The screw pump is commonly attributed to Archimedes, on the occasion of his visit to Egypt. This tradition may reflect only that the apparatus was unknown to the Greeks before Hellenistic times and was introduced in Archimedes's lifetime by unknown engineers. Depictions of Greek and Roman water screws show them being powered by a human treading on the outer casing to turn the entire apparatus as one piece, which would require that the casing be rigidly attached to the screw.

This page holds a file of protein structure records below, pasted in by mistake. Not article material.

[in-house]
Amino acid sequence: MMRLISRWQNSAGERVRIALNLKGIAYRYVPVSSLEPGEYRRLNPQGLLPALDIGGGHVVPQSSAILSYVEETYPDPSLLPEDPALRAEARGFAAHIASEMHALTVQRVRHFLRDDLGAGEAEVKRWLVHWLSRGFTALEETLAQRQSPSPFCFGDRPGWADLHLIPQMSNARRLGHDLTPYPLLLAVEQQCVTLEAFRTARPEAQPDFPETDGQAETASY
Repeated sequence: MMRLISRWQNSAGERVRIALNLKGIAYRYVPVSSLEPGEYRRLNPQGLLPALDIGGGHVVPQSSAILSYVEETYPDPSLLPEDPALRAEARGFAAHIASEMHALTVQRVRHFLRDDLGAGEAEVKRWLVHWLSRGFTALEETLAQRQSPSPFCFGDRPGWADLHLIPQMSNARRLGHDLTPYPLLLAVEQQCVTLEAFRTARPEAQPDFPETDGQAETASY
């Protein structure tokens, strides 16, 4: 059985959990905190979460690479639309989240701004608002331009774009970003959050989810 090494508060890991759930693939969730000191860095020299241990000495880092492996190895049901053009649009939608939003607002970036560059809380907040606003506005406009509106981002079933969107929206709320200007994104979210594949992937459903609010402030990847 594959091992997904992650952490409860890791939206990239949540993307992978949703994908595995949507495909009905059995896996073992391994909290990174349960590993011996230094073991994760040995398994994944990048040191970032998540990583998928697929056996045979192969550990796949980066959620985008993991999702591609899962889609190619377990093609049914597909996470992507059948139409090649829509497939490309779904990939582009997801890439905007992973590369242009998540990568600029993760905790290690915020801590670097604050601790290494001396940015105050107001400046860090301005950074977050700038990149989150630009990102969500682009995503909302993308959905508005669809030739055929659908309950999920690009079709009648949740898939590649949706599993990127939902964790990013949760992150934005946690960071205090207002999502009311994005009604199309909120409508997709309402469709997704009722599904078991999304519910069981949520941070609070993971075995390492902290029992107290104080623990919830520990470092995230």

Some researchers have postulated this as being the device used to irrigate the Hanging Gardens of Babylon, one of the Seven Wonders of the Ancient World. A cuneiform inscription of Assyrian King Sennacherib (704–681 BC) has been interpreted by Stephanie Dalley to describe casting water screws in bronze some 350 years earlier. This is consistent with classical author Strabo, who describes the Hanging Gardens as irrigated by screws.
German engineer Konrad Kyeser equipped the Archimedes screw with a crank mechanism in his Bellifortis (1405). This mechanism quickly replaced the ancient practice of working the pipe by treading.